Why Leaders Need a Network Perspective
Now that you know what a network perspective is and the benefits of it for individuals and organizations, here’s why leaders need a network perspective:
1. Connections matter.
Individuals don’t exist in isolation and their connections provide opportunities, access to valuable information and resources, and also create constraints. The people they’re connected to influence their ideas, attitudes, and behaviors.
2. Work often happens through informal channels.
Even after decades of restructuring, work activities often occur through interactions outside of formal reporting and working relationships. Understanding informal networks is especially important in flat, team-based, and agile work environments where formal structure provides little guidance.
3. Leadership occurs through relationships.
Direction, alignment, and commitment are created through relationships between people working on shared challenges. All people contribute to this process and thus, leadership may be shared throughout the network. Further, boundary spanning leadership requires network perspective to accurately see and build connections between groups.
4. Successful leaders develop networks of strong, diverse relationships.
They realize that under- and over-connectivity stifle performance and limit outcomes. Purposeful (strategic) and authentic networking is the key to developing healthy networks that prevent insularity. They work collaboratively across boundaries (like hierarchies, geographic regions, functional silos, stakeholder interests, and demographic differences) to build relationships with diverse groups of people.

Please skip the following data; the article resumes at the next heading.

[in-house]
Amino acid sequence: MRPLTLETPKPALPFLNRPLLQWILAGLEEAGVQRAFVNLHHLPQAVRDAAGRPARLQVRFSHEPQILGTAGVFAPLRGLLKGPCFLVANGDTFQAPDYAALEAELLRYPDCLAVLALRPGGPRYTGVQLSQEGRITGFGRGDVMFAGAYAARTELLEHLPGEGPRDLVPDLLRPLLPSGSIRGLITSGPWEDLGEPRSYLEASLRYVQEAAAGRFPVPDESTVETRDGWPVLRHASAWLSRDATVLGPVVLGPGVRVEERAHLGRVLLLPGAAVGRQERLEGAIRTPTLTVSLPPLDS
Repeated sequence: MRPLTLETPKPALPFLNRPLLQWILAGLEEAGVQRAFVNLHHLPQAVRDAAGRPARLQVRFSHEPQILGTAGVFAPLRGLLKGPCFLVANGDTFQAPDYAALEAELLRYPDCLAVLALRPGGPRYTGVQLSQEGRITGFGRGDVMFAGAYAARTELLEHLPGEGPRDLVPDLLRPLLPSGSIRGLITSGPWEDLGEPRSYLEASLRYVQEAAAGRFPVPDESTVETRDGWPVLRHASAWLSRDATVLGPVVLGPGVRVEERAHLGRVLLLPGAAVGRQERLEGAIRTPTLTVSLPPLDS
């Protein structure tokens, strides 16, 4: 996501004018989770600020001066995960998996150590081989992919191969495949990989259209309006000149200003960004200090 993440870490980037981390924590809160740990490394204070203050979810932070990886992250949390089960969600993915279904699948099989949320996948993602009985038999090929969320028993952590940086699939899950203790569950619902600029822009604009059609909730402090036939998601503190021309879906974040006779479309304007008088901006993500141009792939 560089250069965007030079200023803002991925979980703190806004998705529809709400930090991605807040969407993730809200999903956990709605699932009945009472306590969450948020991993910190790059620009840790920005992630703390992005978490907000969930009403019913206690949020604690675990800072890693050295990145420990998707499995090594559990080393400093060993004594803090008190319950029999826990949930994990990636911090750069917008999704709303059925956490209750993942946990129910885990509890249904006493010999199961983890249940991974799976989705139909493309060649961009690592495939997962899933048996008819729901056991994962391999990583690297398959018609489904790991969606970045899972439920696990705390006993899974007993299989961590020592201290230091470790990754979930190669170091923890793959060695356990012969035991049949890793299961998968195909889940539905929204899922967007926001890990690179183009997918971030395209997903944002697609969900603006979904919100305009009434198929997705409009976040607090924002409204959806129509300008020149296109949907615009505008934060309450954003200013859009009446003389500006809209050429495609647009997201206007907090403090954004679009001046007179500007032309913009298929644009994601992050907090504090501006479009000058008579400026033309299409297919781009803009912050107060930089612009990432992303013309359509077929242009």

5. Network knowledge is an asset in change efforts.
Relying on formal, vertical channels alone hinders the capacity to adapt to emerging issues. Change efforts may be accelerated by activating and enhancing the network’s capacity to span boundaries. This approach is critically important in cultural transformation because organizational culture lives largely within the conversations between people. Understanding these connections provides insights into subcultures, pockets of resistance, and hidden champions of the transformation.
6. Innovation networks can be identified and supported.
Innovation first requires new, creative ideas. But new ideas are not enough; they must be implemented in the organization through a targeted innovation process. Research suggests network structures that facilitate creativity and implementation differ from each other in specific ways. Organizations need networks that support the generation and sharing of diverse ideas, as well as collective action. (It also helps when people understand how their role in driving innovation depends on where they sit.)
7. The most important challenges leaders face today are interdependent.
Complex challenges can’t be addressed by individuals alone; they’re best solved by groups of people across boundaries working together.
All in all, having a network perspective is the key to thriving in a world in which everything is, or will be, connected.
Ready to Take the Next Step?
Upskill your team’s network perspective and leadership skills with a customized learning journey using our research-backed modules. Available leadership topics include Boundary Spanning, Communication, Collaboration & Teamwork, Conflict Management, the DAC Framework for Effective Leadership, Innovation Leadership, Listening to Understand, Psychological Safety, and more.
Or, partner with our Leadership Analytics experts to better understand your organization’s network connections and strengthen your overall strategy and culture.